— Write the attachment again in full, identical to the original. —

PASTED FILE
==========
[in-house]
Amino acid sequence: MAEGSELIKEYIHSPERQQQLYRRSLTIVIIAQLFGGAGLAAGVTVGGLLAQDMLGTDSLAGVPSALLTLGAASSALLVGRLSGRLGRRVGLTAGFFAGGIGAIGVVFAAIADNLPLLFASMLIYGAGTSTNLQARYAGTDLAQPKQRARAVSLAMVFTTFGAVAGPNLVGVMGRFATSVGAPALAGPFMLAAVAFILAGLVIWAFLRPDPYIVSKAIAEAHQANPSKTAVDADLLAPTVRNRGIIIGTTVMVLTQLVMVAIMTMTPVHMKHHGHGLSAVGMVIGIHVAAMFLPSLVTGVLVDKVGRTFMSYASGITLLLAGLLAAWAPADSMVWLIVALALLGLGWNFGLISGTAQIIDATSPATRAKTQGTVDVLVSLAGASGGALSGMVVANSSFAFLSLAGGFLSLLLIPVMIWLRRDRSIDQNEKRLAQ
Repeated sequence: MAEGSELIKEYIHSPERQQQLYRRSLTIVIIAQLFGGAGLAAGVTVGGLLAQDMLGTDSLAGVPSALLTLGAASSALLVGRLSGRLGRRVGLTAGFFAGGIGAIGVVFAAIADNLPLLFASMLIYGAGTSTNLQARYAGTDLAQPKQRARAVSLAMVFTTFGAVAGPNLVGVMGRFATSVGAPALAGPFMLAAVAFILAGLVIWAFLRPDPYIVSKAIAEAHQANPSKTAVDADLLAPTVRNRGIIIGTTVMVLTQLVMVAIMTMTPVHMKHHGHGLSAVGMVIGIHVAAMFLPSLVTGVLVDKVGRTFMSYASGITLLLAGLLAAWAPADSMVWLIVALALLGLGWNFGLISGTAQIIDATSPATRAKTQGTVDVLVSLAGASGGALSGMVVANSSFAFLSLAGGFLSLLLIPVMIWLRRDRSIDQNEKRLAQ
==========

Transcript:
[in-house]
Amino acid sequence: MAEGSELIKEYIHSPERQQQLYRRSLTIVIIAQLFGGAGLAAGVTVGGLLAQDMLGTDSLAGVPSALLTLGAASSALLVGRLSGRLGRRVGLTAGFFAGGIGAIGVVFAAIADNLPLLFASMLIYGAGTSTNLQARYAGTDLAQPKQRARAVSLAMVFTTFGAVAGPNLVGVMGRFATSVGAPALAGPFMLAAVAFILAGLVIWAFLRPDPYIVSKAIAEAHQANPSKTAVDADLLAPTVRNRGIIIGTTVMVLTQLVMVAIMTMTPVHMKHHGHGLSAVGMVIGIHVAAMFLPSLVTGVLVDKVGRTFMSYASGITLLLAGLLAAWAPADSMVWLIVALALLGLGWNFGLISGTAQIIDATSPATRAKTQGTVDVLVSLAGASGGALSGMVVANSSFAFLSLAGGFLSLLLIPVMIWLRRDRSIDQNEKRLAQ
Repeated sequence: MAEGSELIKEYIHSPERQQQLYRRSLTIVIIAQLFGGAGLAAGVTVGGLLAQDMLGTDSLAGVPSALLTLGAASSALLVGRLSGRLGRRVGLTAGFFAGGIGAIGVVFAAIADNLPLLFASMLIYGAGTSTNLQARYAGTDLAQPKQRARAVSLAMVFTTFGAVAGPNLVGVMGRFATSVGAPALAGPFMLAAVAFILAGLVIWAFLRPDPYIVSKAIAEAHQANPSKTAVDADLLAPTVRNRGIIIGTTVMVLTQLVMVAIMTMTPVHMKHHGHGLSAVGMVIGIHVAAMFLPSLVTGVLVDKVGRTFMSYASGITLLLAGLLAAWAPADSMVWLIVALALLGLGWNFGLISGTAQIIDATSPATRAKTQGTVDVLVSLAGASGGALSGMVVANSSFAFLSLAGGFLSLLLIPVMIWLRRDRSIDQNEKRLAQ